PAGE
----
Posted by jonathanfryer on Wednesday, 3rd October, 2012

The graphic designer Miljenko Licul first made his name working for commercial and public companies in Tito’s Yugoslavia, but it was Slovenia’s declaration of independence 21 years ago that really provided him with a niche. Born in Pula, Croatia, Licul had by then been living for some time in the Slovenian capital Ljubljana and he successfully tendered for a succession of freelance contracts awarded in open competition to design what have become the visual symbols of the new state and therefore its visual idrntity. Much of his work is currently on show in the atrium gallery at the European Bank for Reconstruction and Development (ERBD) near Liverpool Street, pride of place being given to his design for the Slovenian currency, the tolar, some of which I still have, even though they were taken out of circulation when Slovenia joined the eurozone. They were remarkably elegant banknotes (as well as meeting the stringent requirements of difficulty to forge) and notably portrayed writers, artists and musicians, not political figures. This small central European state (which dislikes being incorrectly referred to as part of the Balkans) puts great store in style and beauty, a context which gave Licul the freedom to be creative even when designing such banal items as health insurance cards. His widow, Barbara Jaki, Director of the National Gallery of Slovenia, gave a well-deserved tribute to her late husband’s work at the launch of the EBRD exhibition this evening. Few individual graphic artists can have left such a distinctive legacy; not only distinctive of his style, but also distinctive of Slovenia.

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Mladic, Serbia and the EU

Posted by jonathanfryer on Sunday, 29th May, 2011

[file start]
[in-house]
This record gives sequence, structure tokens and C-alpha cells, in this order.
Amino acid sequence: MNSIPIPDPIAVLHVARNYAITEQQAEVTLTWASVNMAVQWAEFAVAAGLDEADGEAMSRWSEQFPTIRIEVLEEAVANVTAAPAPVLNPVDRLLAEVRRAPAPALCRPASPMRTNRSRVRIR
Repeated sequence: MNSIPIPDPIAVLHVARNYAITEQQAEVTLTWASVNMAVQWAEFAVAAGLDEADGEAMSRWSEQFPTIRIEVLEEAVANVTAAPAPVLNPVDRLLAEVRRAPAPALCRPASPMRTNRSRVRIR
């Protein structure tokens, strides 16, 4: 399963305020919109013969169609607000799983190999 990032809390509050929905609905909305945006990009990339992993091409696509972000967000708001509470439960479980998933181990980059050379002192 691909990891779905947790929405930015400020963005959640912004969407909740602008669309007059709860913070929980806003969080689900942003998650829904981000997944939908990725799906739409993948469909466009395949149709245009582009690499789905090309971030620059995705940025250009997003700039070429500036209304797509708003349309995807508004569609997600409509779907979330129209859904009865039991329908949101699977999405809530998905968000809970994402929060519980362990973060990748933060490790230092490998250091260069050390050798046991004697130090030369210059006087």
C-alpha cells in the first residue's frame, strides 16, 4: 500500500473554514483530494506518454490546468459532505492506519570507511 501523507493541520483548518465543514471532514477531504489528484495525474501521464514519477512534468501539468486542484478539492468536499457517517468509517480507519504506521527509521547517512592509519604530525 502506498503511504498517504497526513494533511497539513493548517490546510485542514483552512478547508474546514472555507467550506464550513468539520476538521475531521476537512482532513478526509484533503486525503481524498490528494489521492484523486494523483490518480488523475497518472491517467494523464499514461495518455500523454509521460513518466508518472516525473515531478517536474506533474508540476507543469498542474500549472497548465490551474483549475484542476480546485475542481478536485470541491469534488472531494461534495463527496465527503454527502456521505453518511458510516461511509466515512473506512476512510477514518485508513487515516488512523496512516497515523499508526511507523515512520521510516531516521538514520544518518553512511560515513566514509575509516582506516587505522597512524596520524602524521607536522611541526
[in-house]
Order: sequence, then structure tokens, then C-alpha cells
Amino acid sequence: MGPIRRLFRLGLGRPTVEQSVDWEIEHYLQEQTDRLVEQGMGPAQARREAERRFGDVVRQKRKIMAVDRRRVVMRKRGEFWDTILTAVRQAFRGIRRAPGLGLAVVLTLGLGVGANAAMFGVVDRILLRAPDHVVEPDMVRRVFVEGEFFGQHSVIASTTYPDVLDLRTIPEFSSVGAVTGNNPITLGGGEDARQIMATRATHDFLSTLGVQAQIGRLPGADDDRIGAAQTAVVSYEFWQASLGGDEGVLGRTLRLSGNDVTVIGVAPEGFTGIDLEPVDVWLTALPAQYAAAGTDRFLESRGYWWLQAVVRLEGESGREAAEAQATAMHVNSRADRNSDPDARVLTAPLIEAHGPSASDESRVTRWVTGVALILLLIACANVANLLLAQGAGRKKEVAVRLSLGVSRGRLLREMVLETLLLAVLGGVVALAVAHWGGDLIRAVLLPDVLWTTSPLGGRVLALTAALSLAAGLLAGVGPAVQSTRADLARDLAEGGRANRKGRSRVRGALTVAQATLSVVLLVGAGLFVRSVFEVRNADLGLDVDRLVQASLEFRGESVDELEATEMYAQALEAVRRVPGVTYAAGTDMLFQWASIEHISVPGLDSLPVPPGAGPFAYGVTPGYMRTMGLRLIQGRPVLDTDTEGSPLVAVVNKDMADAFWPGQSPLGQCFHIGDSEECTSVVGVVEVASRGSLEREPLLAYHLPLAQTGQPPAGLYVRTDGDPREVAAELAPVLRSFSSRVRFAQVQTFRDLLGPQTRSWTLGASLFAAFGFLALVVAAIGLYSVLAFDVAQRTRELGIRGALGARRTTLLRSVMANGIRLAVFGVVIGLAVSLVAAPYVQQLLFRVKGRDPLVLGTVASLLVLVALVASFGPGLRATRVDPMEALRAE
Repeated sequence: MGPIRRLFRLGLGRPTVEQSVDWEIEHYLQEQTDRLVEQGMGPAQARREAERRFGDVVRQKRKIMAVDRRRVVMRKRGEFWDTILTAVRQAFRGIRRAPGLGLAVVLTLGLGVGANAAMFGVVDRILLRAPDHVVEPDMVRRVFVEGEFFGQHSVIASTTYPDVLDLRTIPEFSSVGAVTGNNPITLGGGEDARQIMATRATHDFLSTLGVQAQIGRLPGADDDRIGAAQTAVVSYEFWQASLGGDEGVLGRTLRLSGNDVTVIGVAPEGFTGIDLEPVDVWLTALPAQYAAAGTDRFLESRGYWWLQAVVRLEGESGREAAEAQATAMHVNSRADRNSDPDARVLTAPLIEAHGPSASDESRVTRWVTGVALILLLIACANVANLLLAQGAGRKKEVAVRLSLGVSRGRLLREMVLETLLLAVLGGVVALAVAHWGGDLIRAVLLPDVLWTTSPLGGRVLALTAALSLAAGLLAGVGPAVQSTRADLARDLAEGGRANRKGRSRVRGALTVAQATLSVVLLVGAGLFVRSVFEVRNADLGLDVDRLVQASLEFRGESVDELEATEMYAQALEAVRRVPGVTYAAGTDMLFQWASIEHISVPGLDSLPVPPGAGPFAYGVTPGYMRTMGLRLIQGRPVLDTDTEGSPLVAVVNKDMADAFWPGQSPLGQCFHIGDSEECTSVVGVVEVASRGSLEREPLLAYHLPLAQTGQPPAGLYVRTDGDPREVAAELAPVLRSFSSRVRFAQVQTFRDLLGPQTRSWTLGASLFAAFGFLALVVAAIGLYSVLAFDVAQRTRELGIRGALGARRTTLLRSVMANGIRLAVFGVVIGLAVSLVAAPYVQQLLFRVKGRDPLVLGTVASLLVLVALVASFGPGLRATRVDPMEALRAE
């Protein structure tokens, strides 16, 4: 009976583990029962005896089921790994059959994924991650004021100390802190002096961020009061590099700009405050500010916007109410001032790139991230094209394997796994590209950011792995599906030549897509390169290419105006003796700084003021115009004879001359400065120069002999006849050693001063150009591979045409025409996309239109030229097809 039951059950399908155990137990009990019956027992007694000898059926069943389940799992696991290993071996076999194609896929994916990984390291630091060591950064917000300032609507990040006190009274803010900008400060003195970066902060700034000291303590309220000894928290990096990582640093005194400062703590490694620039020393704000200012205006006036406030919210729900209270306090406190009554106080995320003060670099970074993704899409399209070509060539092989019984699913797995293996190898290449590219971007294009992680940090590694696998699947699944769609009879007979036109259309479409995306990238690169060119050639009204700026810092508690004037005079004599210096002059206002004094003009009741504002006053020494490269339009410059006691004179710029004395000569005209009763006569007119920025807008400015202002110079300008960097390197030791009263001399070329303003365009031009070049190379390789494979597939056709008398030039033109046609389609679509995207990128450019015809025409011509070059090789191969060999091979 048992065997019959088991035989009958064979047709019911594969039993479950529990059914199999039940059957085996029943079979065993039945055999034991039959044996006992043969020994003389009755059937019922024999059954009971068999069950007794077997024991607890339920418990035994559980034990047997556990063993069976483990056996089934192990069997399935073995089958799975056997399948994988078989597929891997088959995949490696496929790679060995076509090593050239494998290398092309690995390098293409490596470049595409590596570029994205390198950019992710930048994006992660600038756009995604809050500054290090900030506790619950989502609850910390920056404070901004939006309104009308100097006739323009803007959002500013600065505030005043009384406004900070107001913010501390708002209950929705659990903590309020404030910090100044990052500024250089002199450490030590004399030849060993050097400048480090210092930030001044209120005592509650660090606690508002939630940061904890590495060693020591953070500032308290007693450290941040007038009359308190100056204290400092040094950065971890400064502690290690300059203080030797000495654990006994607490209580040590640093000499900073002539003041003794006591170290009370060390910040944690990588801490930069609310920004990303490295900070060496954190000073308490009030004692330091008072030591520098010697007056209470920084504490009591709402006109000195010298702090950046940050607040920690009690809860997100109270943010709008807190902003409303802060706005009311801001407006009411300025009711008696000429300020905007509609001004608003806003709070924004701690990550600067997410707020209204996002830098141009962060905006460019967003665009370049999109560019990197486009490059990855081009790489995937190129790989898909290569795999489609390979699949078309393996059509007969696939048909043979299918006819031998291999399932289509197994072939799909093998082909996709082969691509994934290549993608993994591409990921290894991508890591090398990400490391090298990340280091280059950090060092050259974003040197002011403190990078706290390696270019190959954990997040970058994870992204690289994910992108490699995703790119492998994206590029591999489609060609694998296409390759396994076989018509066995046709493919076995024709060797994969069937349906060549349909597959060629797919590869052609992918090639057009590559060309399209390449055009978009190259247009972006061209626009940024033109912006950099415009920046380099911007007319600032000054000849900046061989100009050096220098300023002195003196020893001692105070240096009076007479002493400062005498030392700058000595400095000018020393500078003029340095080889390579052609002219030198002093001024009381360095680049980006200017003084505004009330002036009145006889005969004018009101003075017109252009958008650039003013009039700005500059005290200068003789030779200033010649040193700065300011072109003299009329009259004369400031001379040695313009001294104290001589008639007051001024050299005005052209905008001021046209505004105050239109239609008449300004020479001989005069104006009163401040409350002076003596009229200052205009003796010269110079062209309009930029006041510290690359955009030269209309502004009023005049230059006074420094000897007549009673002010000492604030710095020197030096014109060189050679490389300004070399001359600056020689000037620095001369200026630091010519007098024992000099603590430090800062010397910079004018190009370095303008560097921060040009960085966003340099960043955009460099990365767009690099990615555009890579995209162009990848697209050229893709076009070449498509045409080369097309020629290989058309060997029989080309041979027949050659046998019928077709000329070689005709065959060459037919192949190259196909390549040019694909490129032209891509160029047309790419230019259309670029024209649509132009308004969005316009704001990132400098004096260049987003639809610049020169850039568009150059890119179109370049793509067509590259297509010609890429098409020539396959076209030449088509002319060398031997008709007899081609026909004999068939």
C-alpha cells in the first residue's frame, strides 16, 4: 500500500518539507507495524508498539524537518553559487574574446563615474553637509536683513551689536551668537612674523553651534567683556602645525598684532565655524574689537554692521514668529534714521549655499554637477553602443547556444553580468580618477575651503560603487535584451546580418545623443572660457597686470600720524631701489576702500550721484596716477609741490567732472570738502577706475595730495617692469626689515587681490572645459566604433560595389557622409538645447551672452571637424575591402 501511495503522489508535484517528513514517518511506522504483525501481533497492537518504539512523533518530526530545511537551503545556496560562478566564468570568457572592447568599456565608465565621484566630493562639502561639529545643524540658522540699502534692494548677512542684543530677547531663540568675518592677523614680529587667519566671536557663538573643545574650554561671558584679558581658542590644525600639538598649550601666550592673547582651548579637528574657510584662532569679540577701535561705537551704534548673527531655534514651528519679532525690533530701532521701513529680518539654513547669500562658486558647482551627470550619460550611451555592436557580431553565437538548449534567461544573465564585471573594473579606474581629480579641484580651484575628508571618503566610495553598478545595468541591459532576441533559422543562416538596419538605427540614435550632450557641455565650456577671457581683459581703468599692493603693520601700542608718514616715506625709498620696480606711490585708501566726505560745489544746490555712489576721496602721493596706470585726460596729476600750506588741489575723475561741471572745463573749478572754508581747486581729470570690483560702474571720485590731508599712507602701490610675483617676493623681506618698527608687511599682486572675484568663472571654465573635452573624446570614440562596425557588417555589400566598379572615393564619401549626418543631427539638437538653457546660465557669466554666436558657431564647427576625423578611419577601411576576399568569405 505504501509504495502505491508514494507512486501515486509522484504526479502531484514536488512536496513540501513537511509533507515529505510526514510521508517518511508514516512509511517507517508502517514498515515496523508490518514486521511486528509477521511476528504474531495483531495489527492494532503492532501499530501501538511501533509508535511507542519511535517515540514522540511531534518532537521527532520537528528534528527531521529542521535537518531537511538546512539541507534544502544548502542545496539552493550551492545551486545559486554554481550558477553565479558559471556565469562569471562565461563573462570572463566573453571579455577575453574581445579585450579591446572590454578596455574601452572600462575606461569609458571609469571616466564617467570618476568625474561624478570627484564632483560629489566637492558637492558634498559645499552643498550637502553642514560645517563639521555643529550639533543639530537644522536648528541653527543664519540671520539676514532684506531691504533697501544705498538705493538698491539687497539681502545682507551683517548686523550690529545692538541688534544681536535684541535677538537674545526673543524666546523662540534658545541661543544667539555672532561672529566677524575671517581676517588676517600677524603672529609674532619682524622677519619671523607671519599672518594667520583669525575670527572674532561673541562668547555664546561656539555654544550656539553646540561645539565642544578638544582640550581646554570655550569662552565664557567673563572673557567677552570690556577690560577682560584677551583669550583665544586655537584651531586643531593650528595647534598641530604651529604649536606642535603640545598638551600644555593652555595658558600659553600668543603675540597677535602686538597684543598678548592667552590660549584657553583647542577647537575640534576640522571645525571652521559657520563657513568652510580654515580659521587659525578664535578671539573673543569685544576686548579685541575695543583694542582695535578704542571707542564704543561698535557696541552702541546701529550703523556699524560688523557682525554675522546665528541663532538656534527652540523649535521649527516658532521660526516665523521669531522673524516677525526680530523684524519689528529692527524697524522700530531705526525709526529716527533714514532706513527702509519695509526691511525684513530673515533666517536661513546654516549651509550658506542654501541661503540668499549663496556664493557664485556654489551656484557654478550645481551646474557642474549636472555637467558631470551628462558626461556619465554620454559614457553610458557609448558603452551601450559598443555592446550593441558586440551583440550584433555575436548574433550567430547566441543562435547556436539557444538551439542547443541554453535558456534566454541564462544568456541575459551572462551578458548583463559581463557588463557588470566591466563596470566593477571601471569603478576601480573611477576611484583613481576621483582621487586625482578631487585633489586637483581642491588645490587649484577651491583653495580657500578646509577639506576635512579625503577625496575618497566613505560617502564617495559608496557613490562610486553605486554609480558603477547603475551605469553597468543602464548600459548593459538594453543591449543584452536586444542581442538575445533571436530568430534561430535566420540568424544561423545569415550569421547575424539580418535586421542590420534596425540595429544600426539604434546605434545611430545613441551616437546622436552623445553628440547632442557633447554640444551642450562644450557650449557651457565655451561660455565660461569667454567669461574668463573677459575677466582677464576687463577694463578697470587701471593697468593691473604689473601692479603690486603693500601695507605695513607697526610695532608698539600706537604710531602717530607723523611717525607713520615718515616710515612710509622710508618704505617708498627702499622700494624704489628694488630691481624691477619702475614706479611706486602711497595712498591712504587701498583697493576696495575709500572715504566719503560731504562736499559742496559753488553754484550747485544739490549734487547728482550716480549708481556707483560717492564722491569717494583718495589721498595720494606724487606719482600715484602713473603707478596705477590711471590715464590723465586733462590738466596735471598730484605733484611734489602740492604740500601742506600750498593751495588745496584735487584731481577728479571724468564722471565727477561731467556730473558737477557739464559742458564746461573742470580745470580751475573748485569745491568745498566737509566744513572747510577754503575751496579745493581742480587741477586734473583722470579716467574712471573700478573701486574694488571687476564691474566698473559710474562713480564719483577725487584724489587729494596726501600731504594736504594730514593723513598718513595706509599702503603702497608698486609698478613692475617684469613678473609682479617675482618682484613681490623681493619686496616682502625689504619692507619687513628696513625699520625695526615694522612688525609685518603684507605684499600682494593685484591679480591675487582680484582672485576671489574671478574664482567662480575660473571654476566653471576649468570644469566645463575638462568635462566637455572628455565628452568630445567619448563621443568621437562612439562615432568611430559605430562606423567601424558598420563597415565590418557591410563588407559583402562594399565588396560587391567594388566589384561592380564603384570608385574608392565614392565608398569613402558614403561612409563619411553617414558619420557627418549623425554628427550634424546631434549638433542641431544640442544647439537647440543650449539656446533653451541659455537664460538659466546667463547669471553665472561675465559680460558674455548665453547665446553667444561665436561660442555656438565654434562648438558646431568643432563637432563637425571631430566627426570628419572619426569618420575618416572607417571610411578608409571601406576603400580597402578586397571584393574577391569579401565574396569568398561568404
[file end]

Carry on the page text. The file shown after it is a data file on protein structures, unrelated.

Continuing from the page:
The arrest of former Bosnian Serb commander Ratko Mladic is a significant step towards the normalisation of Serbia’s relations with the rest of Europe and the country’s eventual accession to membership of the European Union. Belgrade had come under considerable criticism from some quarters for allegedly not doing enough to track down the man accused of responsibility for war crimes, notably the killing of an estimated 8,000 Muslim men and boys at Srebrenica in Bosnia in 1995. Following the discovery of Mladic — looking considerably aged and weakened — in a village in northern Serbia (some of whose residents must have known he was there) opens the way to his being tried in The Hague. Mladic’s son insists his father was not guilty of ordering the Srebrenica massacre. It will be for the Court to decide. Certainly, there are some Serbian nationalists who still believe Mladi to be a hero, not a war criminal, as witnessed by the crowd which demonstrated outside the parliament building in Belgrade this evening. Meanwhile, to the relief of Serbia’s President, Boris Tadic, the end to the 16-year manhunt removes an obstacle in the way of Serbia’s EU membership. European integration has been a top priority for the Serbian government since it was elected in 2008. The following year, the European Commission in Brussels proposed visa liberalisation for Serbs. Just how many years it will take for Serbia to be allowed into the EU, however, is another matter, not just because of the rate of progress in accession negotiations but also because of the outstanding issue of Serbia’s non-recognition of the independence of the breakaway, predominantly ethnic Albanian province of Kosovo. There is also a certain enlargement fatigue among some of the EU’s current member states. Moreover, some other countries in the Western Balkans — notably Croatia — feel that they deserve to be let in first. One way or another, though, it does seem that most constituent parts of former Yugoslavia will follow Slovenia’s lead and inegrate into the Union, which is a development that should be welcomed.